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Vector Addition Help!

  1. Nov 3, 2012 #1
    1. The problem statement, all variables and given/known data
    Alright so i need to add these using vector addition i suppose.
    P = M + N
    P = 1.8304 kgxm/s (S 6° W) + 3.2864 kgxm/s (S 42° W)

    3. The attempt at a solution
    This is my half attempt:
    http://s1176.beta.photobucket.com/user/LolaGoesLala/media/ggfgf.jpg.html

    But i don't know if im doing it right... and how would i find the angle in between, the angle across P....
    .. it would mean alot if someone helped me out with this...
     
  2. jcsd
  3. Nov 3, 2012 #2
    When you do vector addition, you do it component-wise. You need to find the South and West components of each M and N. Add those together to get the South and West components of P.

    Also, your drawing is incorrect. You have red-South as black-East and red-West as black-South. If you use this as your guide, you will either get the right answer and think it's wrong or get the wrong answer and think it's right.
     
  4. Nov 3, 2012 #3
    Hey, i am a bit confused about your statement ... In my homework it says use the vector way not the components way.... i think i know what you mean... but how can i use the vector way to find the answer.....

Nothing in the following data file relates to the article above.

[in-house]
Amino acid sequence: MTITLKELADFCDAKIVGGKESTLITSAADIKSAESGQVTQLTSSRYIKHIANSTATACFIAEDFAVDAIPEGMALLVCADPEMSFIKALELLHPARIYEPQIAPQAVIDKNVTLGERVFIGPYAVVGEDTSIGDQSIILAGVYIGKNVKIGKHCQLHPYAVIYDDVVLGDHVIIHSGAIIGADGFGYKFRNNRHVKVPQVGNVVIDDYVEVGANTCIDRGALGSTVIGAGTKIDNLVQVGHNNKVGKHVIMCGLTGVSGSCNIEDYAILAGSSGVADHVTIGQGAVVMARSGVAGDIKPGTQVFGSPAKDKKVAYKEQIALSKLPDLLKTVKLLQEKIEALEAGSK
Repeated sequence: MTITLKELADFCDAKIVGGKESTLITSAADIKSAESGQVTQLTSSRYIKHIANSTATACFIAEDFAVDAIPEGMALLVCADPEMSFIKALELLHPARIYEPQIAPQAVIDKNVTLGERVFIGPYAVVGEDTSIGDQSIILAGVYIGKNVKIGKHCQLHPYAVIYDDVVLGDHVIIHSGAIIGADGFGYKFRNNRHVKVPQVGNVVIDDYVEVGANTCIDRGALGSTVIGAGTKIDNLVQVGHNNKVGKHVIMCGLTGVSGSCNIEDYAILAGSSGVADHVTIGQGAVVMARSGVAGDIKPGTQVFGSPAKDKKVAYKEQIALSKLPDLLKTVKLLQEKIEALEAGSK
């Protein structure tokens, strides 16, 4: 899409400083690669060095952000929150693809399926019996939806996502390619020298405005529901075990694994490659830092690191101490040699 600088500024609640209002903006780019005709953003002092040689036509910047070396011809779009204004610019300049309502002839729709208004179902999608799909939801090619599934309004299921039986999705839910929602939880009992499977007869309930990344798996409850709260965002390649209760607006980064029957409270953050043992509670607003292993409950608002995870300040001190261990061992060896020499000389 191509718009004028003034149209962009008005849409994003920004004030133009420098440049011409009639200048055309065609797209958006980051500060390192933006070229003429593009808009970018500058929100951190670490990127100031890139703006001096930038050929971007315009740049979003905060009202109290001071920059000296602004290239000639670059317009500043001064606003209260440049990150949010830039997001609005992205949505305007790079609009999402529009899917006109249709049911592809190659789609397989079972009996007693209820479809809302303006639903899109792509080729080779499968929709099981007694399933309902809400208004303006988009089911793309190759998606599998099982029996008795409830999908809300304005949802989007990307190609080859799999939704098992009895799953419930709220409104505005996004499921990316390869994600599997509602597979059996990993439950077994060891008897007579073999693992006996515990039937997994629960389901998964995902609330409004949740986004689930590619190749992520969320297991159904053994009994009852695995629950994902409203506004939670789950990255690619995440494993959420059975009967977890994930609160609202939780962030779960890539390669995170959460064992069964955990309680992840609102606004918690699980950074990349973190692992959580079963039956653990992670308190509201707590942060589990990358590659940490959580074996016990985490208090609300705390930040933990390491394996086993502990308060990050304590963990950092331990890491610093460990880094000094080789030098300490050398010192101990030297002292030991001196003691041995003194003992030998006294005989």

5. Nov 3, 2012 #4
    And when i was actually doing the drawing.. i tilted the paper and then did my extension of the S 42° W to the 6° angle drawn
     
  6. Nov 3, 2012 #5
    If you're forced to do it by drawing, you can still confirm using the components.

    When drawing, you have to make sure that your drawings are accurate and to scale. If your drawing on photobucket is like the drawing you made for your homework, you will not get the right answer.
     
  7. Nov 3, 2012 #6
    Oh.... umm but like how would i find the angle that is opposite to the P... i mean the angle in between i am confused... on that part... well i know there is the 42° but what about the other angle that contributes into that...?
     
  8. Nov 3, 2012 #7
    You're supposed to find the angle of P from South. Take a protractor, place the center at the tail of P, with 0 degrees pointing South. Measure the angle of P.
     
  9. Nov 3, 2012 #8
    But what if i were to actually do it algebracally... so like finding the angle that is apposite to p AND then finding the p using cosine law.. and at the end find the angle that of P..
     
  10. Nov 3, 2012 #9
    If you want to do it algebraically, you have to do it component-wise. There is no other way.
     
  11. Nov 3, 2012 #10
    We did one question in class... but this question i am having trouble with,,,
     
  12. Nov 3, 2012 #11
    I highly doubt you did a question like this in class without resorting to components in some way. In class, did you at one point use a tan(something)?
     
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